It’s the last couple of weeks of the semester (wow, that was quick), so my one credit Cinema Studies class just kicked off. We’re watching a number of classic films and analyzing them, and one thing we briefly discussed in class is how difficult it sometimes is as a filmmaker to not over-analyze films.
I definitely have a hard time with this. I start mapping out the film Save the Cat-style, I ask questions about the camera angles, the blocking, and the script, and I often need to remind myself that I’m not a critic or a film festival jury member. I’m a person watching a movie.
For example, the Chicago International Film Festival (CIFF) wrapped up about a month ago, and it was really insightful in helping me learn to just savor films. There are juries at CIFF, and the filmmakers of a lot of the films are present and do Q&A sessions. You really want to be able to ask them intelligent questions. In witnessing the Q&A sessions, I realized that it’s okay not have super deep analyses of a film, especially one you’ve just seen. Just being somewhat aware of choices the filmmakers made and techniques, shots, lines, etc. that stood out to you is enough. After a screening, people really want to discuss whether you liked the film or not, how it made you feel, not have a cinema studies class-type discussion with you.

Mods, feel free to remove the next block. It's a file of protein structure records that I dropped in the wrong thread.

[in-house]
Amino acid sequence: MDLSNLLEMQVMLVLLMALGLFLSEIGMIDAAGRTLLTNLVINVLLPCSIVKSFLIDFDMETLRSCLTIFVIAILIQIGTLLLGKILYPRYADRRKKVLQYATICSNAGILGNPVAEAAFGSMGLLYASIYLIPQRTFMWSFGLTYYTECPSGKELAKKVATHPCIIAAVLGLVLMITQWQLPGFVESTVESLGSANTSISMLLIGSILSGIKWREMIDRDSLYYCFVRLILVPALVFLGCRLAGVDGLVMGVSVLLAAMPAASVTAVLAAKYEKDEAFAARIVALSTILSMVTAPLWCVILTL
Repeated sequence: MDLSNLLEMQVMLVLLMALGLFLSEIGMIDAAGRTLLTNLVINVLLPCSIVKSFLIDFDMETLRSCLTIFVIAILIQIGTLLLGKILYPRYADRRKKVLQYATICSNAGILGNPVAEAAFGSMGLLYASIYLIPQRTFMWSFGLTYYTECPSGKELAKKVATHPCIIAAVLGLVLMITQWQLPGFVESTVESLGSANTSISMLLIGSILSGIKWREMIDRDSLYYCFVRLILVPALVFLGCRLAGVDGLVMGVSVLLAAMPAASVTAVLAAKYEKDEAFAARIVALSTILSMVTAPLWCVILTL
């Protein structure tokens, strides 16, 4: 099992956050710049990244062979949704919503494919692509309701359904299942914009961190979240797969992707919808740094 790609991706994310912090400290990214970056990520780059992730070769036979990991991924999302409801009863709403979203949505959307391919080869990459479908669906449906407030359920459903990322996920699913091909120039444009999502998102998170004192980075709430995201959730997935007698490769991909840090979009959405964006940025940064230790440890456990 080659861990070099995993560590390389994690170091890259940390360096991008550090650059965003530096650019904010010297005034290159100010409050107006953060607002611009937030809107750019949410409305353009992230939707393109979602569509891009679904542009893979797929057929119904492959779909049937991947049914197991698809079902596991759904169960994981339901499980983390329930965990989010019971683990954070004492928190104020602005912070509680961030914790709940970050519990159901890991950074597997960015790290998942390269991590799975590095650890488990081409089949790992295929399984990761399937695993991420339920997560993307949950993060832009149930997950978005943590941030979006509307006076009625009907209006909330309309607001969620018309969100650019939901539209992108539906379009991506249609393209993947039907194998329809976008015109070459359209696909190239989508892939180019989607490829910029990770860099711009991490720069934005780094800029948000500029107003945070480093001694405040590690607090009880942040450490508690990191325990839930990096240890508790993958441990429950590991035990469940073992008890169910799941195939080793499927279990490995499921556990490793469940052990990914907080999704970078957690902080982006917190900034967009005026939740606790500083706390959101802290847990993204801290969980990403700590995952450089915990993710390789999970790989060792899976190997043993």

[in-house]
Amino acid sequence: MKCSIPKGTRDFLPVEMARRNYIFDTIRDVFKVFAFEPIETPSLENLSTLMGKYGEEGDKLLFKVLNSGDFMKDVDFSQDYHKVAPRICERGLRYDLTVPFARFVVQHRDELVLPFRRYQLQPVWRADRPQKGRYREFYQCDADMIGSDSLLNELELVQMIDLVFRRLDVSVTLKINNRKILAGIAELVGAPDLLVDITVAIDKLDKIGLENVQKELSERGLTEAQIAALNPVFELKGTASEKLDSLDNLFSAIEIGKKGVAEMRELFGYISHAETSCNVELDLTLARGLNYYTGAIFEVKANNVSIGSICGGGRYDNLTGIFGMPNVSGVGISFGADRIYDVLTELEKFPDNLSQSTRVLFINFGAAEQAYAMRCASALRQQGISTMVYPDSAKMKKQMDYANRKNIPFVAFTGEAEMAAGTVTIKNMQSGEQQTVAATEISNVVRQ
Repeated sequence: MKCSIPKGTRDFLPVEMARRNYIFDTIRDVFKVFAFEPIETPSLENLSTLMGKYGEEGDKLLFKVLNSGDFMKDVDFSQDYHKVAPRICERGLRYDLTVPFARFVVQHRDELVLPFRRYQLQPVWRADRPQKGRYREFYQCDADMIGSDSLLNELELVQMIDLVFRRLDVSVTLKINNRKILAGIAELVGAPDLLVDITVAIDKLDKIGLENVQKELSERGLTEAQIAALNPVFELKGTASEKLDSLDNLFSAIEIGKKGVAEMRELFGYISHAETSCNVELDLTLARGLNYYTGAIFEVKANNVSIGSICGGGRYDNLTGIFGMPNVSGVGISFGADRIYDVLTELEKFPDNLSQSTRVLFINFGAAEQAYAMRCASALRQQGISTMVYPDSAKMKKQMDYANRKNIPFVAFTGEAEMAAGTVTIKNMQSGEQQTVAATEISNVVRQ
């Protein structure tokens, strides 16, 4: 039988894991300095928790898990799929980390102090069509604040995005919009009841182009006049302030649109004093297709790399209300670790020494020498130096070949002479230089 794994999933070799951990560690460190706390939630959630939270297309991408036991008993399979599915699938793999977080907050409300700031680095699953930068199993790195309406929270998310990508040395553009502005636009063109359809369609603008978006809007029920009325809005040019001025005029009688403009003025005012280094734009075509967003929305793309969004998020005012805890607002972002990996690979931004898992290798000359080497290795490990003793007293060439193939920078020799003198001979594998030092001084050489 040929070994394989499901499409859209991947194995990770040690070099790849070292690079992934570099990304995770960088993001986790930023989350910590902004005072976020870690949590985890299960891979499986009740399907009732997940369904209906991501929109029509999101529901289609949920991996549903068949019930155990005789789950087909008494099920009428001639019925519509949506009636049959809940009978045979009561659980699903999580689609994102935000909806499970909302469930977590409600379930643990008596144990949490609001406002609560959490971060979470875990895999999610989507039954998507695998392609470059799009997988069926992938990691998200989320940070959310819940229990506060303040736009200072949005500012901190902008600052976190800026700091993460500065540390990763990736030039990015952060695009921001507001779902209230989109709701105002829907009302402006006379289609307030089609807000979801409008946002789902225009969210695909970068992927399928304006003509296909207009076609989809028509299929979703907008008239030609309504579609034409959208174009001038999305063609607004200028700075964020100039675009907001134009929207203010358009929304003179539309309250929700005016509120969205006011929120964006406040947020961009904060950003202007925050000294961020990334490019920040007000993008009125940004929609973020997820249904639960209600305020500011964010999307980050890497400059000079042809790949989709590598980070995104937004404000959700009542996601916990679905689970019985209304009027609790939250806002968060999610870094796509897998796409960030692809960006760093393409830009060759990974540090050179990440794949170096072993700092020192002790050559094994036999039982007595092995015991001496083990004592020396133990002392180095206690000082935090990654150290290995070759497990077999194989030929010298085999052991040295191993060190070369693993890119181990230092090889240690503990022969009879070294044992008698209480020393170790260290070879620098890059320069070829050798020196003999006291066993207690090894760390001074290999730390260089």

That really is the crux of it. Focus on that. I had the privilege of speaking with Chinonye Chukwu, the director of Clemency and I told her how her film made me feel and we connected over our experiences as Nigerians in the U.S. living far from our parents. That conversation, for me, was more impactful than one about anything technical. Also, think about what your goal is, as a filmmaker. You aren’t making films just so people revel in your technical mastery. First and foremost, we make films to make people feel something. If you can keep that in mind, you can enjoy a film. Even when you have to write a 3000 word paper on it.